Hiking with your toddler
As your child gets comfortable walking, and then starts to learn to run, hiking can be a great way to get outside and spend some time together as a family. Of course, there won’t be any White Mountain or Long Trail hiking, at least not at first, but a walk around the local pond or park is a great place to start.
If you think taking on the wilderness might be a good activity for you and your little wild-child, there are a few considerations to keep in mind as you’re starting out.
It’s true that part of the point of hiking is to give Baby the chance to stretch his little legs, but there’s also a good chance that he doesn’t quite have as much stamina as you do yet. Unless you’re familiar with the trail you’re taking, and know ahead of time that it’s flat, paved, and neatly kept, a stroller can easily turn into more trouble than it’s worth, as a way of troubleshooting when Baby’s little legs get tired.
Instead, it can be a great time to break out the toddler backpack or adjustable sling, which may not have gotten much use since Baby was younger. If you don’t have one of these hanging around, see if you can borrow one before buying – if Baby revolts against this type of transportation, you don’t want to be stuck with one. And on shorter hikes, if your little one really takes to the lure of the open trail, you may not even need it at all!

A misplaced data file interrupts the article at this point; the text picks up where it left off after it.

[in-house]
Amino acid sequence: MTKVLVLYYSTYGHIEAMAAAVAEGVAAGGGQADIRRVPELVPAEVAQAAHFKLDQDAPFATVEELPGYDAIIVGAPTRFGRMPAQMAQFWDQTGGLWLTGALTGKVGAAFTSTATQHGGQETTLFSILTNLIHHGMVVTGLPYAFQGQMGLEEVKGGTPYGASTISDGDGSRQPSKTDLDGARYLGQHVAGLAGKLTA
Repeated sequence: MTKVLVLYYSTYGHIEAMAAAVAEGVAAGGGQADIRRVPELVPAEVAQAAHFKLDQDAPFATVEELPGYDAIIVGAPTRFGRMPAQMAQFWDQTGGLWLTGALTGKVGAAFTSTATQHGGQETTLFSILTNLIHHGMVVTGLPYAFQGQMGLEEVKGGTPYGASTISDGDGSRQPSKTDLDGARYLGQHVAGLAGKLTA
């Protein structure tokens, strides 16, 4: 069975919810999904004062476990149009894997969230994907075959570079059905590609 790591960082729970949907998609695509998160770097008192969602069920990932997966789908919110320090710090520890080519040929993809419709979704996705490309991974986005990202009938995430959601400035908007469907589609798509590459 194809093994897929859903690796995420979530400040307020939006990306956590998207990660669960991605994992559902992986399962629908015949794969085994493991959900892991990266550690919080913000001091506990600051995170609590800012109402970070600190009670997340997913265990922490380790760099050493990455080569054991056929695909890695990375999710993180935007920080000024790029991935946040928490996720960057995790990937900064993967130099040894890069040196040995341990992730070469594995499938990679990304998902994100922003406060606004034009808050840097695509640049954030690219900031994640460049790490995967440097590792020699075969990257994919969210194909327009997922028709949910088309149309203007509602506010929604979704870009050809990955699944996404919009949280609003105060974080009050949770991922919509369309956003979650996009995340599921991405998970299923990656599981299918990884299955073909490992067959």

If you plan to hike during the warmer months, starting your hike early in the day, will give you a cooler, more comfortable experience. Bug spray and sunscreen, applied early and often, can keep you from having regrets about your hike later, too.
There’s a good chance that Baby will want to reach out and explore some of the wildlife with his hands, so it’s helpful to do a little research about the plant life in your area before you head out. If poison oak or poison ivy, for example, are common in your area, it’ll be helpful to have a good idea of what they look like, so you can keep your little one from getting too close. When you’re encouraging him to stay on the trail with you, you can suggest that he listen for birds or bugs.
Keeping conversation to a minimum will help him take in his environment, but raising the occasional conversation about a certain tree or animal you pass by can help him stay engaged and get him thinking.
Like any activity the two of you do together, hiking will probably grab his attention better if you keep his interests in mind. Maybe he loves animals, and you can point out animal tracks or birds as you pass them. Maybe he loves water, and would enjoy taking a hike that passes a stream. Planning a hike around things you know Baby will love will help make the hike not only enjoyable but memorable as well.
If you feel comfortable doing so, planning a hike snack like apples or trail mix, tasty items that will travel well, can be another great way of building positive memories around hiking. Bringing lots of water can mean full diapers, though, so plan accordingly!
Baby may not be scaling any mountains with you any time soon, but hiking can be a great way to add a little extra adventure to both of your lives.